Clap and Tap with the kids to build a sense of listening and completing simple patterns. For example, “clap hand, tap knee, clap hand, tap knee” and so on. As the children improve in their ability to follow a simple pattern, you can make it more complex.
9. Build in teachable moments
Keep a few tools in a bag and carry the bag with you. You can use the tools for simple teachable moments. For example: place an object like a pair of scissors in your bag. Pull out the scissors and say, “Hmmm, I wonder what these are?” “What can I use them for?” “Are they for eating food?” “Are they for cutting hair?” “How should I hold them?” “How should I walk with them?” “Should I leave them on the floor?” and so on. Essentially you are taking a few minutes to teach a mini-lesson in a fun way that will help improve children’s understanding of simple tools around the classroom. You can also fill your bag with a pair of mittens or a ball of play dough. Don’t spend time on every tool in one session – just one will be fun then save the other things for another day.
Transition times (or times when children have to wait) are also a good time for teachable moments in classroom routines such as hand washing or throwing a paper towel in the trash. For example, place a few paper towels in a basket and set it in your lap. Talk about how we only need one paper towel to dry hands and demonstrate the process. Now invite each child to come and take a paper towel, pretend to dry their hands, and throw the towel in the trash. Then send each child off to wash hands and put his or her new understanding into real life practice. As your student become more adept at meeting small expectations, your transitions will naturally start to run more smoothly.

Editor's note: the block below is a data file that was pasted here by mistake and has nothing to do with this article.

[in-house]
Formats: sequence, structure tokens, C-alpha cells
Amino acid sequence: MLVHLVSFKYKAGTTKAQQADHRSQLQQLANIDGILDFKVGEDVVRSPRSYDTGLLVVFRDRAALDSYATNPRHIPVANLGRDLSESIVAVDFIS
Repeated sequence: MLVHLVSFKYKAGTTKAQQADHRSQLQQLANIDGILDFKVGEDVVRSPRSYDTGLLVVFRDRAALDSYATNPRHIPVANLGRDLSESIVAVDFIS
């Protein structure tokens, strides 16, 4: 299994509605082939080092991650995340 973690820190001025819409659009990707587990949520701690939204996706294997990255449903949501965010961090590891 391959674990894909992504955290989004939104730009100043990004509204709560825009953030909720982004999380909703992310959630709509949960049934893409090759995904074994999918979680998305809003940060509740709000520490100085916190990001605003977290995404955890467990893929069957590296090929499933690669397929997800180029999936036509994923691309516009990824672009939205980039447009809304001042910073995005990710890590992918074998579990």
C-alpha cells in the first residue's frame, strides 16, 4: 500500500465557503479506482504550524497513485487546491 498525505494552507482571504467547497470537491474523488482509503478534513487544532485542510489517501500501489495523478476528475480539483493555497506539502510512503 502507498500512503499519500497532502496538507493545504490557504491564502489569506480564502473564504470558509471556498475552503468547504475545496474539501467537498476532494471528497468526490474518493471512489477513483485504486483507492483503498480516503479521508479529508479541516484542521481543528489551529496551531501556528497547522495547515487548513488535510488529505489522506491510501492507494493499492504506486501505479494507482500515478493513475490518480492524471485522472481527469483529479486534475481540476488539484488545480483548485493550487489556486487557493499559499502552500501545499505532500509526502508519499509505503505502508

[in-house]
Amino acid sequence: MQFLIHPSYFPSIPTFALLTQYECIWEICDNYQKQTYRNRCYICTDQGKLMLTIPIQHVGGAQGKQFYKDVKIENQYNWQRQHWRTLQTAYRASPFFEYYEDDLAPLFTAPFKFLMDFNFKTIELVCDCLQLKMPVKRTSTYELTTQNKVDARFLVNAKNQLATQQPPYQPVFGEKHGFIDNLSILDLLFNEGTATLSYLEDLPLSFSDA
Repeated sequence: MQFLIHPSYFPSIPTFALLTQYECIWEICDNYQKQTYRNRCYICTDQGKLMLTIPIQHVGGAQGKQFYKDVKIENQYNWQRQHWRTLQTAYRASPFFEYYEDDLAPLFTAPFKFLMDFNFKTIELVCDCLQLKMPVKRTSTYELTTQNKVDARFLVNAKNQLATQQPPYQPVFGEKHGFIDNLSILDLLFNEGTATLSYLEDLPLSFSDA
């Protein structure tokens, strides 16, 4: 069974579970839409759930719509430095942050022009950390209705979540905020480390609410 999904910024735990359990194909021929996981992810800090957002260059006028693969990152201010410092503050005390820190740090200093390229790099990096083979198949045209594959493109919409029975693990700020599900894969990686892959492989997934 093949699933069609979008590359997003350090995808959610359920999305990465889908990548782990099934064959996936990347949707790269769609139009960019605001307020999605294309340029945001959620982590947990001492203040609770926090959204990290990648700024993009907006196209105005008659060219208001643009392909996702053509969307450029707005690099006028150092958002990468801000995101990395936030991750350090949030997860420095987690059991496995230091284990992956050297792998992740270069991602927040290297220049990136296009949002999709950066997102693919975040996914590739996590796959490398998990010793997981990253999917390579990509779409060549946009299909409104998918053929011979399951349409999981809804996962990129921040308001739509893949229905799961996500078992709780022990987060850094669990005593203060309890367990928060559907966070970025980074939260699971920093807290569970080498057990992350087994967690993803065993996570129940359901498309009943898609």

10. Build Community
Use transition times to build community. This is never going to be achieved if you are spending all your time trying to control all kid-movement and discussion. Instead you need to lead kid-movement and discussions by being fully present and prepared with ideas for keeping kids engaged in the process of going from one thing to the next. Building community is all about positive interactions and conversations so bring your best to every transition as a teacher and lead your students toward having a successful experience. Where things start to go awry, then observe and modify and rethink your plan for next time. You will only get better and so will your students!